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Summary:

Verizon said today it had conducted a successful trial of 10-gigabit-per-second-connections on both the download and on the upload side. The broadband provider has successfully tested 10 Gigabits per second down last December but was limited to 2.5 Gbps on the upload side.

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Verizon said today it had conducted a successful trial of 10 gigabit per second connections on both the download side and on the upload side. The broadband provider has successfully tested 10 Gigabits per second down last December but was limited to 2.5 Gbps on the upload side, and we all know that symmetry is beautiful when we’re talking faces or broadband speeds. Plus, at 10 Gbps you can upload HD movies in seconds rather than minutes. But these speeds aren’t really about consumer applications today, but more for shifting the terabytes of data businesses are aiming to analyze in the near future and for medical imaging and other high-bandwidth needs. Believe it or not, at the enterprise level we are creating more data than we can analyze and send across current networks.

Verizon is pioneering a new technology called XG-PON to make such speeds happen (in this case it’s XG-PON2). The trial was to a business customer in Taunton, Mass. and proved that the XG-PON technology would also work in conjunction with Verizon’s existing GPON network on the same fiber strands. An easy upgrade is vital, as it ensures quick deployment of cutting edge technologies such as Verizon’s experimental network. Alcaltel-Lucent provided the gear for the test. At the customer’s end, the trial supported up to 10 single Gigabit Ethernet links, as well as one dedicated link capable of delivering the full 10 Gbps symmetric speeds to a single location. Two PCs, each having a 10 Gbps network interface card, were communicating across the network between the customer’s on-premise gear and the line terminal equipment located in the Verizon switching facility in Taunton. From the release:

The team tested the continuous transfer of 2 gigabyte files from 20 concurrent clients using a commercial Web-server application. The files were transferred both upstream and downstream, simulating what a business customer would experience when 20 employees are performing concurrent file transfers to and from remote locations. This test demonstrated an application layer throughput of 9.1Gbps, upstream and downstream. As part of the test, a 2.3 gigabyte movie took an average of just four seconds to download or upload and save to the computers. These download and upload speeds are close to 60 times faster than the maximum speeds capable with cable’s DOCSIS 3.0 technology and more than twenty thousand times faster than the average cable subscriber would experience. An additional test was done to transfer a 6.9 gigabyte medical image file in 11 seconds, demonstrating the potential time and cost savings available on an XG-PON network as collaborative medical work environments continue to evolve.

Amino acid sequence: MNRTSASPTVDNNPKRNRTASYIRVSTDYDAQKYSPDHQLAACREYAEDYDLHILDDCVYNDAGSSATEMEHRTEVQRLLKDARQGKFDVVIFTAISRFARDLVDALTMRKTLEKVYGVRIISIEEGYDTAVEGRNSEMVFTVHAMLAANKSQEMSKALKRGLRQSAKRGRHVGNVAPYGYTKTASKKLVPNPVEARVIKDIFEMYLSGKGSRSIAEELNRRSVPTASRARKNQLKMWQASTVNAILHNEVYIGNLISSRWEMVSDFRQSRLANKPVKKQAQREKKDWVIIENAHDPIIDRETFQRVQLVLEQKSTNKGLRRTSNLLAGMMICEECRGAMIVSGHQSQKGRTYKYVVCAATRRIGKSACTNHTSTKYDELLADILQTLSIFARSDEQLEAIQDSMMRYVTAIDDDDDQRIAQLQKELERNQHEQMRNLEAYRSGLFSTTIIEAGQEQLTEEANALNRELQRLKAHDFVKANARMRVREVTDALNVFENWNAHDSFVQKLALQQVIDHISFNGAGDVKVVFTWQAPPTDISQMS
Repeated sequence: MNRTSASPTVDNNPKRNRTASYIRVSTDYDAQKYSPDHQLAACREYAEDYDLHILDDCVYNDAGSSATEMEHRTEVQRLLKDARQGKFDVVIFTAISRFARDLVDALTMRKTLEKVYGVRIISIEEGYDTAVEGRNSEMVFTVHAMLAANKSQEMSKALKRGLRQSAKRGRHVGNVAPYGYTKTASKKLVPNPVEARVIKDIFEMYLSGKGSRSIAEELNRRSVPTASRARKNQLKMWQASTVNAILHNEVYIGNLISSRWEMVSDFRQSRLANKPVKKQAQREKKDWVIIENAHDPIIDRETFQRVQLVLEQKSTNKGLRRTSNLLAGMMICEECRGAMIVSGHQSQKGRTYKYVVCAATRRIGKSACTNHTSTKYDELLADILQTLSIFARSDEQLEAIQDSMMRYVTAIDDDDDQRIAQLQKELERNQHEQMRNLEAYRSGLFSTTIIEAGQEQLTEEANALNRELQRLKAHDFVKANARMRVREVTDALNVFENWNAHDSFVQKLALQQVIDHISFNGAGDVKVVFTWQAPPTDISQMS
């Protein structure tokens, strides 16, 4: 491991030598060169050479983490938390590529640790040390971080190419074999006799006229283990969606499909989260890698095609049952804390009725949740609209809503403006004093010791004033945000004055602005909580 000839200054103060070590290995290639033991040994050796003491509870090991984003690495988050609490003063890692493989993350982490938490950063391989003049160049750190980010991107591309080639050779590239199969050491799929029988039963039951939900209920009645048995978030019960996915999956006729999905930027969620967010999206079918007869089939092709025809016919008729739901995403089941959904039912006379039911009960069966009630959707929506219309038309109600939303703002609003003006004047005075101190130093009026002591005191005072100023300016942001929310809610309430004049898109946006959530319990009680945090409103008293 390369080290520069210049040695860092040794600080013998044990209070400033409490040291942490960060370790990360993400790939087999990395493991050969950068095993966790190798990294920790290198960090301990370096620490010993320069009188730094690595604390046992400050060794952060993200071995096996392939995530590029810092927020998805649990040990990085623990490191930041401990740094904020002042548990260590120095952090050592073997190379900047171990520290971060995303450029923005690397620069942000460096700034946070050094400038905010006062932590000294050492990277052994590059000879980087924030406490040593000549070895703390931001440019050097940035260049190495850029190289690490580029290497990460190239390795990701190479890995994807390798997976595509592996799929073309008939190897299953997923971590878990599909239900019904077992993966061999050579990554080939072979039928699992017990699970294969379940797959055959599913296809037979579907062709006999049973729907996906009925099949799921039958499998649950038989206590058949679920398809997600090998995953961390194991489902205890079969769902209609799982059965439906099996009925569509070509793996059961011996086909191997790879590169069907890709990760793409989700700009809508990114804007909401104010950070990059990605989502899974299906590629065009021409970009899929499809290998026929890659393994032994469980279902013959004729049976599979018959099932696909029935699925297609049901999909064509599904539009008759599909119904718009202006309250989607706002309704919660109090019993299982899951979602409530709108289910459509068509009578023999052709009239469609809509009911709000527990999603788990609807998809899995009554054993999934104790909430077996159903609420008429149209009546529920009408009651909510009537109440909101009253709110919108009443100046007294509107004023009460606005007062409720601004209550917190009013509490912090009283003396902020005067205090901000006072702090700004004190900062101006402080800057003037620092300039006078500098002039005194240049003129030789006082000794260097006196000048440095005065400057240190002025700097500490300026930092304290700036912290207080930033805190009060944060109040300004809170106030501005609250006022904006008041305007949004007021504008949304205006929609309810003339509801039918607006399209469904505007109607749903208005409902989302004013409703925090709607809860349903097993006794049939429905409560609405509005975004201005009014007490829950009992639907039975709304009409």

As we’ve said before, broadband speeds matter, and by providing more capacity and speeds, Verizon is offering a platform that’s not only competitive to cable broadband for consumers, but will become a platform for innovation for businesses now operating in the “cloud.”

Image courtesy of kainet on Flickr

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  1. Stacey,
    XGPON2 is the original option 2 for 10G downstream + 10G Upstream. See this link of the CFI (Call For Interest) material at the IEEE. (http://grouper.ieee.org/groups/802/3/cfi/0306_1/cfi_0306_1.pdf) One interesting point is the path that networking technology takes to reach the end user: demonstrated in research papers in 2005; started standardization process in 2006; finished standardization in 2009; field trials by Verizon in 2010; deployed ???

    _primate

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  2. Where do I sign up for one of these lines? And do I need to sign with blood?

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    1. it’s a test only. Sigh.

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  3. Well on light reading they stated a coax cable has a maximum bandwidth of 20 gigabits per second.

    So if your going test wise so far coax does not have to be replaced yet. The docsis standard is whats slowing the cable speeds down not the medium itself.

    Just like its the standard that fios is using that is holding the speeds .

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  4. I currently sell synchronous 10meg-10Gig fiber circuits for Comcast Enterprise. In fact Comcast launched the 1st synchronous 100Gig circuit last year. Welcome to the club Verizon…

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  5. [...] per second via fiber, which astute readers of GigaOM may recall Verizon tested  in 2009 and again in 2010. At the time Verizon talked about holographic TV and splitting the capacity provided among homes, [...]

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